Securing the competitiveness of the German fishery by the development of innovative, suitable PAL warning devices to minimize the bycatch of harour porpoises
Harbour porpoises get entangled and drown in gillnets which they are not able to detect by their acoustic sense of direction. The Thünen Institute was partner in an innovation project, that developed and tested devices that shall protect harbour porpoises against bycatch.
Protecting harbour porpoises against bycatch shall be achieved by technical measures which use most recent knowledge about the behavior of these small cetaceans regarding communication and orientation. A suitable technical innovation, to be used by the German gillnet fishery, was developed and tested that reduces the conflict between economical and nature conservational targets and thus gives the German fisheries sector a sustainable competitive perspective.
The Project was organised in three steps:
TI-OF organised mainly the field trials of the PAL devices in the commercial gill net fisheries and analyses the results. Thus, practicability and effectiveness of PALs was tested, but also, whether these devices might potentially have an impact on amount and composition of catches of target fish species.
Main result of this project: A new, innovative alarming device is able to significantly reduce the bycatch of harbour porpoise in gill net fisheries. In addition, better data about fishing effort and patterns as well as bycatch rates in the gill net fisheries were achieved by carrying out the commercial fisheries trials.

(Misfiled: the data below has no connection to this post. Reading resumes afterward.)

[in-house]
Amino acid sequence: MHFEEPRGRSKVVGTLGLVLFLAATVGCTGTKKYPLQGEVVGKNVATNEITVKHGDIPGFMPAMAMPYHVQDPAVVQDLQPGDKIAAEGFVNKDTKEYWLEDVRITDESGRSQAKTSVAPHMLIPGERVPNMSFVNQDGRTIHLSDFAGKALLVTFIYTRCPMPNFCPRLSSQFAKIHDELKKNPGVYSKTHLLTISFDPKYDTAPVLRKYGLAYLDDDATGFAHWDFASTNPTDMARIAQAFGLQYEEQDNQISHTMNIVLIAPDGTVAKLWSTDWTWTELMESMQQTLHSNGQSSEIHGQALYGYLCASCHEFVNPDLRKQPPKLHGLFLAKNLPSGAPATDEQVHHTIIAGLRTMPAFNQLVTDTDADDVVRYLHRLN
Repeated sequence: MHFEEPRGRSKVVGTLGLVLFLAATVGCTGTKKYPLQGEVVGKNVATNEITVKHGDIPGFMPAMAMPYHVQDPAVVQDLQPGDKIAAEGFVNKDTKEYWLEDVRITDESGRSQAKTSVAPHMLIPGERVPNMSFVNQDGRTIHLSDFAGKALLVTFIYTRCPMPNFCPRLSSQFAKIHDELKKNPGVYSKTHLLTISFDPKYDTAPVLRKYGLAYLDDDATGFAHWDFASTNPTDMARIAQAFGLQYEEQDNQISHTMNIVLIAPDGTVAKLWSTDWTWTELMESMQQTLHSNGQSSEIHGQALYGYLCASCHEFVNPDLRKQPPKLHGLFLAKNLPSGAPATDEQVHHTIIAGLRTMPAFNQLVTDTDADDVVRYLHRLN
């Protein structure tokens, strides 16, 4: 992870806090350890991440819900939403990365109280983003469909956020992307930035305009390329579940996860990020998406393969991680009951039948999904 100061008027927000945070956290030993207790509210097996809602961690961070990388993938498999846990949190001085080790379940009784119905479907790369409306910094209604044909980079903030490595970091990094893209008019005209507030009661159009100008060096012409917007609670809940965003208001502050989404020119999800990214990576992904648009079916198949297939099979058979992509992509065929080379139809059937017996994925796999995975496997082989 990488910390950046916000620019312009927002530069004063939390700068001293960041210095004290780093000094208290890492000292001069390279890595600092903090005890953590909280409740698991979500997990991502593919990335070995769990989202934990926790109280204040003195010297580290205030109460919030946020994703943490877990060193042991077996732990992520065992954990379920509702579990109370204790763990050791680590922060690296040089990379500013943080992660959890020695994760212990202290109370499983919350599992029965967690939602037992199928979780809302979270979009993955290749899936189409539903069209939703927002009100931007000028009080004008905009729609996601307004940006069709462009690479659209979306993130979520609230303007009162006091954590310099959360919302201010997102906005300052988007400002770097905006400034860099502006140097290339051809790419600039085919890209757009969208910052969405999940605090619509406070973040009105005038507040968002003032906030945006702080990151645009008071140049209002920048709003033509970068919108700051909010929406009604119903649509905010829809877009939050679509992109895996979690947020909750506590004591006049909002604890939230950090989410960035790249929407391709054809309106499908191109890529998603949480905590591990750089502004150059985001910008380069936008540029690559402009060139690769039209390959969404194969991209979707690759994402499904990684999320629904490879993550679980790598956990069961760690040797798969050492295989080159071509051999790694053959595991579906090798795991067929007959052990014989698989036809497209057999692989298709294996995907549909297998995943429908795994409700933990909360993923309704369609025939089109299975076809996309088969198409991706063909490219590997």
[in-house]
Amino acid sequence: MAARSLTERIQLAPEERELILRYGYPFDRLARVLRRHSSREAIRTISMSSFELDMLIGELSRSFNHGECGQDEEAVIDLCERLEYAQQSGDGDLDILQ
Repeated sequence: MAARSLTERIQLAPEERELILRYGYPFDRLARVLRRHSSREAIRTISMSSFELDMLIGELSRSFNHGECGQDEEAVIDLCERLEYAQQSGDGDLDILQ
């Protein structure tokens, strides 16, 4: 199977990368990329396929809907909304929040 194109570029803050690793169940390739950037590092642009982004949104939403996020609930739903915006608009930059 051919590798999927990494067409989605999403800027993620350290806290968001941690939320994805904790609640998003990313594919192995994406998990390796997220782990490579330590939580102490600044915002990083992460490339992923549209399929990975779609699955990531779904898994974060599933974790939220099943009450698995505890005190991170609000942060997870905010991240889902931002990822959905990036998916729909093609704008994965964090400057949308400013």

A suitable harbour porpoise communication signal, which in field experiments lead to avoidance reactions and increased the click-rate of wild harbour porpoises, was identified. The experimental results were reported in a scientific research paper (Link) and in a poster at the yearly European Cetacean Society conference in Malta 2015. The communication signal was tested in the gill net fisheries of several commercial gill net fishers until the end of 2016. The fishers set half of their nets equipped with PALs, the other half of their nets without PALs as control. The results in the Western Baltic are unequivocal: Significantly more harbour porpoises were bycaught und in the nets WITHOUT PAL than in the nets with PAL. The probability of gill nets for bycatch of harbour porpoise is reduced by 70%.
Currently the PAL project is in the final analysis and reporting phase. Several scientific publications are being drafted as well as presentation for stakeholder meetings and scientific conferences are being prepared.
12.2012 - 6.2017
Project status: finished